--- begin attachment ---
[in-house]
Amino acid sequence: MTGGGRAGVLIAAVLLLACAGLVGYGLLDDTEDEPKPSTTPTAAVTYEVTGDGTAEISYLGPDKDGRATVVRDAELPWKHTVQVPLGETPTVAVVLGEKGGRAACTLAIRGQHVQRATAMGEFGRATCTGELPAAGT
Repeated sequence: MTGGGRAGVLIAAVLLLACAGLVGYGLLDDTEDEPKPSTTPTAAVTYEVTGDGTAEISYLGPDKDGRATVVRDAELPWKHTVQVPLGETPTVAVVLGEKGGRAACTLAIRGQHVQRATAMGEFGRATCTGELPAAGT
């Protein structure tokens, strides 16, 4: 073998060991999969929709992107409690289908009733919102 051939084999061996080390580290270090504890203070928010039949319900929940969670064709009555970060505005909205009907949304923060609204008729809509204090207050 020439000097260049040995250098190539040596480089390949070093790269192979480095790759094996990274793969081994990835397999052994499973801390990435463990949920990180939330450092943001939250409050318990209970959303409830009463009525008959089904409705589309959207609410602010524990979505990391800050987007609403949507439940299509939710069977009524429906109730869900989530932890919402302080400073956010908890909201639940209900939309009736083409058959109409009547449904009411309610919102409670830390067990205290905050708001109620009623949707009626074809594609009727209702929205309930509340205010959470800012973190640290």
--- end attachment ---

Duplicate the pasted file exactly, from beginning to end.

[in-house]
Amino acid sequence: MTGGGRAGVLIAAVLLLACAGLVGYGLLDDTEDEPKPSTTPTAAVTYEVTGDGTAEISYLGPDKDGRATVVRDAELPWKHTVQVPLGETPTVAVVLGEKGGRAACTLAIRGQHVQRATAMGEFGRATCTGELPAAGT
Repeated sequence: MTGGGRAGVLIAAVLLLACAGLVGYGLLDDTEDEPKPSTTPTAAVTYEVTGDGTAEISYLGPDKDGRATVVRDAELPWKHTVQVPLGETPTVAVVLGEKGGRAACTLAIRGQHVQRATAMGEFGRATCTGELPAAGT
């Protein structure tokens, strides 16, 4: 073998060991999969929709992107409690289908009733919102 051939084999061996080390580290270090504890203070928010039949319900929940969670064709009555970060505005909205009907949304923060609204008729809509204090207050 020439000097260049040995250098190539040596480089390949070093790269192979480095790759094996990274793969081994990835397999052994499973801390990435463990949920990180939330450092943001939250409050318990209970959303409830009463009525008959089904409705589309959207609410602010524990979505990391800050987007609403949507439940299509939710069977009524429906109730869900989530932890919402302080400073956010908890909201639940209900939309009736083409058959109409009547449904009411309610919102409670830390067990205290905050708001109620009623949707009626074809594609009727209702929205309930509340205010959470800012973190640290």